August 19, 2017

Network TV Is Broken. So How Does Shonda Rhimes Keep Making Hits?

When “Scandal,” which is based very, very loosely on the life of the Washington crisis manager Judy Smith, had its debut last spring, it appeared to be a standard soapy procedural with a fizzy twist: the main character, the fierce Olivia Pope (Kerry Washington), was having a torrid interracial affair with the president of the United States, a Republican named Fitzgerald Grant (Tony Goldwyn). By the end of the first season, however, when the chief of staff was hiring an assassin to kill a former intern who slept with the president, the show had revealed itself to be much wilder than it initially seemed, a brash, addictive mixture of Douglas Sirk and realpolitik, and TV’s most outrageous spectacle.

In the second season, there has been a waterboarding, an assassination attempt and a mail bomb. Three women, a gay man and a sleazy oil baron successfully stole a presidential election. The president personally murdered a Supreme Court justice. One of Olivia’s staff members, a C.I.A.-trained assassin and torturer, sits in on A.A. meetings because he has an addiction to killing people.

As the audacity of “Scandal” has increased, so have its ratings. The series now averages an especially impassioned eight million viewers a week, making it the No. 1 drama at 10 p.m. on any night, on any network, among the most desired demographic, adults 18 to 49. It has also become a highly “social” show: on Thursday nights, Twitter becomes a giant “Scandal” chat room, fans of the show dispatching more than 190,000 tweets per episode, a good portion of which contain at least one “OMG.”

The font of all this fervid storytelling is Rhimes, who, at 43, is often described as the most powerful African-American female show runner in television — which is too many adjectives. She is one of the most powerful show runners in the business, full stop. Rhimes is among the few remaining bona fide network hitmakers; her pull at ABC is matched only by Chuck Lorre, with his three sitcoms at CBS, or Seth MacFarlane, with his three animated shows at Fox. Before “Scandal,” Rhimes created the hit medical drama “Grey’s Anatomy” and, later, the sudsier “Grey’s” spinoff, “Private Practice,” which ended this past January after a six-year run. Channing Dungey, who oversees ABC’s drama development, describes Rhimes as “incredibly important” to the network. “If she came in tomorrow and said, ‘I have a great idea,’ I would jump at it.” Since 2009, ABC has given over its Thursday-night lineup to a solid two-hour Shonda Rhimes programming block.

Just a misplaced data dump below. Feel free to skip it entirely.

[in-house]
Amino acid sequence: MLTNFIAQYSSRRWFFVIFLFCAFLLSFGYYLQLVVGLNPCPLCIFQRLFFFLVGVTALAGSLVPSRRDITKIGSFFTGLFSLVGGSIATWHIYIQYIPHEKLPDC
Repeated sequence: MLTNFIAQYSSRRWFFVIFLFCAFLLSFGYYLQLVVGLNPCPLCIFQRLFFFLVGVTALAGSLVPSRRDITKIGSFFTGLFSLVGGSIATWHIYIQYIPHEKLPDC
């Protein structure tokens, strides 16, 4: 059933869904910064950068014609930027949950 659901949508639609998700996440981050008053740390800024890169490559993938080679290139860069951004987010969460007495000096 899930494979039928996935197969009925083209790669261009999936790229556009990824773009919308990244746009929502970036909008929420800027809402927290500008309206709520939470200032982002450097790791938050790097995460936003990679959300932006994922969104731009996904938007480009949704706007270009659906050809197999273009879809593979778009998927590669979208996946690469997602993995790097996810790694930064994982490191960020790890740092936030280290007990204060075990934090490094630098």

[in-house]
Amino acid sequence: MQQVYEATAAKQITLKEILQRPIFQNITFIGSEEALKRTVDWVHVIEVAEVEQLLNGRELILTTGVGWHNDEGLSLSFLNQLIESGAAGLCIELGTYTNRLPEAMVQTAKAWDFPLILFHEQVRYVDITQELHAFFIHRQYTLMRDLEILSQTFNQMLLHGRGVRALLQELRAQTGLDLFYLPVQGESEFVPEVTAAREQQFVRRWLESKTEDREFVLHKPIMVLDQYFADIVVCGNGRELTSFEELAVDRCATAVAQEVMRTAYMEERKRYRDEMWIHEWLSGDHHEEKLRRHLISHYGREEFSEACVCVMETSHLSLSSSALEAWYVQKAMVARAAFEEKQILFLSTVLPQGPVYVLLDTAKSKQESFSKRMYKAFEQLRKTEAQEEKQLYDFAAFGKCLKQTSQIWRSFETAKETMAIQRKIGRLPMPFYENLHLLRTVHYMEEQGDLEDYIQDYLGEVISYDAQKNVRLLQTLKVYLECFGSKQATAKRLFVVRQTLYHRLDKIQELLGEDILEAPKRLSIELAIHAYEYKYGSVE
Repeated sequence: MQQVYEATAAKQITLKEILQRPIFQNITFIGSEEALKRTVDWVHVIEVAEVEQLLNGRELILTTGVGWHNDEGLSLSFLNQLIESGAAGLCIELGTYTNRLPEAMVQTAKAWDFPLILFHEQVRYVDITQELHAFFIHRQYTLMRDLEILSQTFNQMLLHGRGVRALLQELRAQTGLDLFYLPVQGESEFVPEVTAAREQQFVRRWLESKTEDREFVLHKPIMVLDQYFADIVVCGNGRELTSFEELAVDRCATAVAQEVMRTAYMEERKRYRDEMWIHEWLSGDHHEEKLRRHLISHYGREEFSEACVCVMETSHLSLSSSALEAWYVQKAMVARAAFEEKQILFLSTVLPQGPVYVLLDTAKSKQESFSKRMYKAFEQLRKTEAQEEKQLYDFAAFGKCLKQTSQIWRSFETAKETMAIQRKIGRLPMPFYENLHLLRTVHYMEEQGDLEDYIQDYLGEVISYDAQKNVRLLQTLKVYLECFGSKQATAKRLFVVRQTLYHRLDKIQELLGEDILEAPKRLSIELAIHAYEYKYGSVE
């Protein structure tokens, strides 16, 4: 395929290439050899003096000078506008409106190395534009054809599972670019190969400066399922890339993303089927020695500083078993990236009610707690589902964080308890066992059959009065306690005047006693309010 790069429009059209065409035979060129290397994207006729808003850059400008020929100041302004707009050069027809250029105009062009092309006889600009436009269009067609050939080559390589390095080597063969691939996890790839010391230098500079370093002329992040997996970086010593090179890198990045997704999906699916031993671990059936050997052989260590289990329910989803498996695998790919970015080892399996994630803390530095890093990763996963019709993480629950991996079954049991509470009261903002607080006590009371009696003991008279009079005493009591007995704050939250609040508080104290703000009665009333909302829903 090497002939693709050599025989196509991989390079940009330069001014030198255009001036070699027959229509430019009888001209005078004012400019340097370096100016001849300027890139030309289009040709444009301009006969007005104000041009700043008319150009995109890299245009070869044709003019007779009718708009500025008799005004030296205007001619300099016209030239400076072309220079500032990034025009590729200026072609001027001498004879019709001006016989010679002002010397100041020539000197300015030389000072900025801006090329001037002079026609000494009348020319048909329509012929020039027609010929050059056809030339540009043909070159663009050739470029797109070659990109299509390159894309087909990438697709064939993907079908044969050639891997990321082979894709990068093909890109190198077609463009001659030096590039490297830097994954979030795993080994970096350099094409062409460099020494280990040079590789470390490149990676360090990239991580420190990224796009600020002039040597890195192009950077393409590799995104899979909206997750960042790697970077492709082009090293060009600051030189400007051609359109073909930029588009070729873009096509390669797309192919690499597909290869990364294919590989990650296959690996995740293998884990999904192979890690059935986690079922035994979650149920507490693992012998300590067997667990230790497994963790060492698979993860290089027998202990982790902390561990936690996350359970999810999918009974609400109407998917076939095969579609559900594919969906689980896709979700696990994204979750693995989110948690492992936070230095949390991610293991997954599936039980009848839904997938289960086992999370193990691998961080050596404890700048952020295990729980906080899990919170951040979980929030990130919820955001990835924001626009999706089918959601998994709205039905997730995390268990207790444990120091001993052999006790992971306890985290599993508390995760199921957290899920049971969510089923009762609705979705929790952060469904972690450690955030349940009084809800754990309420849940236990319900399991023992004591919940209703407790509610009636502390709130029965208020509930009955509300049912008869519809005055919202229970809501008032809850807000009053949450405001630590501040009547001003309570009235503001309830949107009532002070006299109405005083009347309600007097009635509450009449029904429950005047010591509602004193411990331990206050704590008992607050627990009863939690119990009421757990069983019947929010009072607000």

Sitting behind her expansive desk, Rhimes continued to go through the script with her writers, finessing dialogue, addressing continuity errors and looking to sharpen the trademark “Scandal” tone. A writer noticed that the phrase “Cyrus is the mole” was repeated four times in an exchange. Rhimes told him not to worry. “It’s the rhythm of the conversation,” she said. “It’s going to be sexy. Trust me.”

As part of her Shondaland production company, Rhimes oversees some 550 actors, writers, crew members and producers, and her days are optimized to do so. In the morning, she gets her older daughter, Harper, who is 10, off to school and then contends with whatever is most urgent: writing, giving notes on a script and watching casting videos. The televisions in her office and home are connected to a system that allows her to watch real-time editing by her editors. Both of her daughters have rooms across the hall from her office at work. The younger, a perfectly chubby-cheeked 1-year-old named Emerson, comes in every day, clambering onto Rhimes’s lap during meetings.

This article has been revised to reflect the following correction:

Correction: May 14, 2013

An earlier version of this article misidentified a film for which Shonda Rhimes wrote the screenplay. It is “The Princess Diaries 2,” not “The Princess Diaries.”

Article source: http://www.nytimes.com/2013/05/12/magazine/shonda-rhimes.html?partner=rss&emc=rss